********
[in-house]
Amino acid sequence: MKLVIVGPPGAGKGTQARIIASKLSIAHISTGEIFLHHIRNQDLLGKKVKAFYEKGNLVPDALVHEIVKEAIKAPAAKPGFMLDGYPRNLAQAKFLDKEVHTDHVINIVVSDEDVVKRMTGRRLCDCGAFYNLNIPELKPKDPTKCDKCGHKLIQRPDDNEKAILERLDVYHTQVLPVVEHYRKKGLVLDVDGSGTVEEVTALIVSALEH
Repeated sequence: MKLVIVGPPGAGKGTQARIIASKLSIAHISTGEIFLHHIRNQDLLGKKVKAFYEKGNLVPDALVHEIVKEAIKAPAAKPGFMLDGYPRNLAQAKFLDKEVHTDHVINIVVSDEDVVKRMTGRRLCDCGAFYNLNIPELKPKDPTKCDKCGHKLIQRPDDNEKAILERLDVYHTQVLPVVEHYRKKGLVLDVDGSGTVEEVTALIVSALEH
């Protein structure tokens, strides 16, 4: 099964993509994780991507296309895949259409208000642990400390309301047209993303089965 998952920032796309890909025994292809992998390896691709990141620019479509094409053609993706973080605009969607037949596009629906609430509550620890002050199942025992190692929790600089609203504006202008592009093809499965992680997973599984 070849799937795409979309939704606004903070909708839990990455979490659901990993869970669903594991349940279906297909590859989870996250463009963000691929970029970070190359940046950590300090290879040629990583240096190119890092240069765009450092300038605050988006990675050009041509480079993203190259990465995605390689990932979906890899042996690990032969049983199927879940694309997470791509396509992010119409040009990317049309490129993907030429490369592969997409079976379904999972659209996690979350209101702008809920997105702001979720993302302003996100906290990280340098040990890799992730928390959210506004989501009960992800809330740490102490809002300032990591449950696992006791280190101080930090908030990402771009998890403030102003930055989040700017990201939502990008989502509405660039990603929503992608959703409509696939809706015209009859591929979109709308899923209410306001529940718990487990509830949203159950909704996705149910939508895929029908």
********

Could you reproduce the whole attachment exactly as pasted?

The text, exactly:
[in-house]
Amino acid sequence: MKLVIVGPPGAGKGTQARIIASKLSIAHISTGEIFLHHIRNQDLLGKKVKAFYEKGNLVPDALVHEIVKEAIKAPAAKPGFMLDGYPRNLAQAKFLDKEVHTDHVINIVVSDEDVVKRMTGRRLCDCGAFYNLNIPELKPKDPTKCDKCGHKLIQRPDDNEKAILERLDVYHTQVLPVVEHYRKKGLVLDVDGSGTVEEVTALIVSALEH
Repeated sequence: MKLVIVGPPGAGKGTQARIIASKLSIAHISTGEIFLHHIRNQDLLGKKVKAFYEKGNLVPDALVHEIVKEAIKAPAAKPGFMLDGYPRNLAQAKFLDKEVHTDHVINIVVSDEDVVKRMTGRRLCDCGAFYNLNIPELKPKDPTKCDKCGHKLIQRPDDNEKAILERLDVYHTQVLPVVEHYRKKGLVLDVDGSGTVEEVTALIVSALEH
């Protein structure tokens, strides 16, 4: 099964993509994780991507296309895949259409208000642990400390309301047209993303089965 998952920032796309890909025994292809992998390896691709990141620019479509094409053609993706973080605009969607037949596009629906609430509550620890002050199942025992190692929790600089609203504006202008592009093809499965992680997973599984 070849799937795409979309939704606004903070909708839990990455979490659901990993869970669903594991349940279906297909590859989870996250463009963000691929970029970070190359940046950590300090290879040629990583240096190119890092240069765009450092300038605050988006990675050009041509480079993203190259990465995605390689990932979906890899042996690990032969049983199927879940694309997470791509396509992010119409040009990317049309490129993907030429490369592969997409079976379904999972659209996690979350209101702008809920997105702001979720993302302003996100906290990280340098040990890799992730928390959210506004989501009960992800809330740490102490809002300032990591449950696992006791280190101080930090908030990402771009998890403030102003930055989040700017990201939502990008989502509405660039990603929503992608959703409509696939809706015209009859591929979109709308899923209410306001529940718990487990509830949203159950909704996705149910939508895929029908």